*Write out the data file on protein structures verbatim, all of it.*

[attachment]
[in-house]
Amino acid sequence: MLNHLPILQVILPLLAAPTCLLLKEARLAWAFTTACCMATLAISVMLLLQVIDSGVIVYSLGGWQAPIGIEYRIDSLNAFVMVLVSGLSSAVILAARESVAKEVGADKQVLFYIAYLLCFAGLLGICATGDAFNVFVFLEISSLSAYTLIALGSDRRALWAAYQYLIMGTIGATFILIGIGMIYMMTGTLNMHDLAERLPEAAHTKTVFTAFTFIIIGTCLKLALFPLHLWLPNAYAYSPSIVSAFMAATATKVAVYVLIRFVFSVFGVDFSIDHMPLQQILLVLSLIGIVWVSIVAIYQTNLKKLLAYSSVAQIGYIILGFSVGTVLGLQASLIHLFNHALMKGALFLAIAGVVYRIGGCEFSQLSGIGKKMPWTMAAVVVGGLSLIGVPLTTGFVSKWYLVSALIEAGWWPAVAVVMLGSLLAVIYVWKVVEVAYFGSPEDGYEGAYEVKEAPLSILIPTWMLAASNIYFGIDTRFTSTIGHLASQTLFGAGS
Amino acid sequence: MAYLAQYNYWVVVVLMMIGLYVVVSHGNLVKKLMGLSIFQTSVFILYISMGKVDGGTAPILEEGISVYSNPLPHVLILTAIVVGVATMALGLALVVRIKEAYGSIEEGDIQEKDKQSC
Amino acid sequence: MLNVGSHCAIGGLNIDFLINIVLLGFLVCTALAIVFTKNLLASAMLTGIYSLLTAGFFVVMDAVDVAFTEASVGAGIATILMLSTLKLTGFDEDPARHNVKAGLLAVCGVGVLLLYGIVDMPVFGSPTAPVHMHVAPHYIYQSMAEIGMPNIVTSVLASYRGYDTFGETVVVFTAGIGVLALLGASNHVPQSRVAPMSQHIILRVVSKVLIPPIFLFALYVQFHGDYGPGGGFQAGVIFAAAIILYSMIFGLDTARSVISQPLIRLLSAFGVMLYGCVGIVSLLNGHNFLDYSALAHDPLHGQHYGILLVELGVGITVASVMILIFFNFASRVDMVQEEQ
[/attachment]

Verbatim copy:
[in-house]
Amino acid sequence: MLNHLPILQVILPLLAAPTCLLLKEARLAWAFTTACCMATLAISVMLLLQVIDSGVIVYSLGGWQAPIGIEYRIDSLNAFVMVLVSGLSSAVILAARESVAKEVGADKQVLFYIAYLLCFAGLLGICATGDAFNVFVFLEISSLSAYTLIALGSDRRALWAAYQYLIMGTIGATFILIGIGMIYMMTGTLNMHDLAERLPEAAHTKTVFTAFTFIIIGTCLKLALFPLHLWLPNAYAYSPSIVSAFMAATATKVAVYVLIRFVFSVFGVDFSIDHMPLQQILLVLSLIGIVWVSIVAIYQTNLKKLLAYSSVAQIGYIILGFSVGTVLGLQASLIHLFNHALMKGALFLAIAGVVYRIGGCEFSQLSGIGKKMPWTMAAVVVGGLSLIGVPLTTGFVSKWYLVSALIEAGWWPAVAVVMLGSLLAVIYVWKVVEVAYFGSPEDGYEGAYEVKEAPLSILIPTWMLAASNIYFGIDTRFTSTIGHLASQTLFGAGS
Amino acid sequence: MAYLAQYNYWVVVVLMMIGLYVVVSHGNLVKKLMGLSIFQTSVFILYISMGKVDGGTAPILEEGISVYSNPLPHVLILTAIVVGVATMALGLALVVRIKEAYGSIEEGDIQEKDKQSC
Amino acid sequence: MLNVGSHCAIGGLNIDFLINIVLLGFLVCTALAIVFTKNLLASAMLTGIYSLLTAGFFVVMDAVDVAFTEASVGAGIATILMLSTLKLTGFDEDPARHNVKAGLLAVCGVGVLLLYGIVDMPVFGSPTAPVHMHVAPHYIYQSMAEIGMPNIVTSVLASYRGYDTFGETVVVFTAGIGVLALLGASNHVPQSRVAPMSQHIILRVVSKVLIPPIFLFALYVQFHGDYGPGGGFQAGVIFAAAIILYSMIFGLDTARSVISQPLIRLLSAFGVMLYGCVGIVSLLNGHNFLDYSALAHDPLHGQHYGILLVELGVGITVASVMILIFFNFASRVDMVQEEQ